“I had to get it on time, and if they were going on maneuvers, make sure they had all the equipment they needed for whatever they were doing,” said Walker. “So that was a big responsibility, and I kept records so when inspection came around they could look at my records and make sure we got everything squared away.”
After around two years, according to Walker, inspectors would essentially come by and check him off, knowing that he had things under control.
Toward the end of his four years in the Marines, Walker became the human resources instructor for all incoming Marines, then leaving the service on Oct. 26, 1976.
Walker returned to ministry, pastoring at a church in Black River Falls. While out and about he came upon a life-changing discovery in the window of a Montgomery Ward.
“I ended up seeing Danny in Montgomery Ward’s and he waved at me, and I bought it for 20 bucks and I just got him,” said Walker.
The idea of ventriloquism first came to Walker when he was 10 years old, seeing a performer in his church. In 1976 Walker picked up “Danny” and has been performing with him since.
Now in retirement, Walker has been performing full-time doing 45- to 90-minute acts that have included Danny and singing that started with Gospel music, and expanded to country and oldies. He has taken the act around the state as well as Illinois.
On Aug. 28, Walker and Danny performed for the DeForest American Legion Olson-Grinde Post Centennial Celebration. That event married two passions for him, in performance and support for the American Legion.
Although Walker lives in Lodi, a good friend and racquetball partner invited him to join the American Legion in DeForest. Walker made his way to the DeForest Post meetings, and after two meetings, was won over to become a member.
“Our American Legion in DeForest reaches out and helps other people and reaches out to the public and tries to meet the needs of the public and the needs of our service guys,” said Walker. “Any time we hear of anything, we try to do what we can.”
Examples of projects that the Post takes on, according to Walker, are helping hospitalized veterans in need of help, or others in need of support, showing public support for veterans and service members as well, and scholarships for local students.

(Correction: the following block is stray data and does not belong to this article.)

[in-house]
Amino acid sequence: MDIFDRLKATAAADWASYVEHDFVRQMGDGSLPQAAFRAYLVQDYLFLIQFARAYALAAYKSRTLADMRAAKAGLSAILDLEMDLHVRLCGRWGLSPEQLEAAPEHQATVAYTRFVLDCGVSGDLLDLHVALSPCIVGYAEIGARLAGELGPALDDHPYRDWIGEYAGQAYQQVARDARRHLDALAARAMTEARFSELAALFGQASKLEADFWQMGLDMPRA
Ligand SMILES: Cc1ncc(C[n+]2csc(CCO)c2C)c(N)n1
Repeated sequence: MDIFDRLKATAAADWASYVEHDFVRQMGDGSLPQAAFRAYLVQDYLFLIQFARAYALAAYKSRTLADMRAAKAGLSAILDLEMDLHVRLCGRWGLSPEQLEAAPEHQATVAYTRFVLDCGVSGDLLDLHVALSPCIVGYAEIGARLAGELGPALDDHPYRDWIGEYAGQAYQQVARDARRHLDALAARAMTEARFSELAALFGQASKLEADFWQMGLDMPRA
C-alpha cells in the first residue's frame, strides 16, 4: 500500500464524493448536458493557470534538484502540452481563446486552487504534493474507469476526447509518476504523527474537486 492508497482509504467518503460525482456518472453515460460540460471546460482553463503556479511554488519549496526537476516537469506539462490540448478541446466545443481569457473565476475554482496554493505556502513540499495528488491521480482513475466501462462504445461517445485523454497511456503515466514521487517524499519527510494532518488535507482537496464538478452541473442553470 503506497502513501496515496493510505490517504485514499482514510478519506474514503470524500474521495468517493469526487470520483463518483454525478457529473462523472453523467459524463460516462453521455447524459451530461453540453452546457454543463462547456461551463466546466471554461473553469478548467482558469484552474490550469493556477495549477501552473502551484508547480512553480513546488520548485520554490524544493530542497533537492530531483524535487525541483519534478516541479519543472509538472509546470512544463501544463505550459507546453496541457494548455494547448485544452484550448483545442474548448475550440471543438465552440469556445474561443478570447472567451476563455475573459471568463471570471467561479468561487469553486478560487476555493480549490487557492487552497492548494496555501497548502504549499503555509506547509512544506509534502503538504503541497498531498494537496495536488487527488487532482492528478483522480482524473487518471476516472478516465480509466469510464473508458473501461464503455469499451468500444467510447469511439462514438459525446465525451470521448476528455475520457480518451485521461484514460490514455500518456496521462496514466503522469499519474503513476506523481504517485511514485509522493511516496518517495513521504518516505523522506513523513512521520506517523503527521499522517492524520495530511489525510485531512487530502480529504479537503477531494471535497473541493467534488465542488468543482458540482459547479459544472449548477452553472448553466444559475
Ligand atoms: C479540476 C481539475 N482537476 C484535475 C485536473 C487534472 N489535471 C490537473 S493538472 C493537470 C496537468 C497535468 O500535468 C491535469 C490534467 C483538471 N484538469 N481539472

The Post has also put Walker again, in front of a crowd, as a member of the color guard, a familiar post, but not without complications. The DeForest 4th of July parade ended with a few blisters and a broken flag holder.
“All of a sudden it got loose, so the pole slipped down, and I was trying to hold on to it and keep step and finally one of the other flag guys says, ‘Terry, just put it on your shoulder,’” he said. “So I just set it on my shoulder and walked the parade. I was embarrassed and said, ‘Man, people probably have pictures of me trying to hold it and trying to do everything at once.’”
Walker finished the parade as best as possible, saying that “Marines don’t start something they’re not going to finish.” They’ve since made the needed repairs and Walker has been back on the parade routes.
“I don’t think people were looking at me that well, but I think that most of the thing was that we were carrying the American flag and the American Legion flag and we were proud to be veterans,” said Walker. “We were glad that we were part of the service and want to continue in whatever way continuing to serve the public--showing them that we were proud to serve and to live in a country that is free.”